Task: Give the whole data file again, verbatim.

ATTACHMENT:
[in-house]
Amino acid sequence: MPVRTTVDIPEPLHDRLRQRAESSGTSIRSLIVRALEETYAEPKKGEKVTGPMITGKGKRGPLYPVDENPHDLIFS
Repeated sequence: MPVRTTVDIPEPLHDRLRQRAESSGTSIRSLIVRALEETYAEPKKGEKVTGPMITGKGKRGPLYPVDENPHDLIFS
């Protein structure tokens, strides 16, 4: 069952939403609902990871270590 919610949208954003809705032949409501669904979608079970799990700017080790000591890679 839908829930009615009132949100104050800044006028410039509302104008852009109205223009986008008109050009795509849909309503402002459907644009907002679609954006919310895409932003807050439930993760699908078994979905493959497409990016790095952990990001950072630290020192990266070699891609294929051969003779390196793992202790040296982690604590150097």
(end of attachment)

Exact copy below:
[in-house]
Amino acid sequence: MPVRTTVDIPEPLHDRLRQRAESSGTSIRSLIVRALEETYAEPKKGEKVTGPMITGKGKRGPLYPVDENPHDLIFS
Repeated sequence: MPVRTTVDIPEPLHDRLRQRAESSGTSIRSLIVRALEETYAEPKKGEKVTGPMITGKGKRGPLYPVDENPHDLIFS
């Protein structure tokens, strides 16, 4: 069952939403609902990871270590 919610949208954003809705032949409501669904979608079970799990700017080790000591890679 839908829930009615009132949100104050800044006028410039509302104008852009109205223009986008008109050009795509849909309503402002459907644009907002679609954006919310895409932003807050439930993760699908078994979905493959497409990016790095952990990001950072630290020192990266070699891609294929051969003779390196793992202790040296982690604590150097």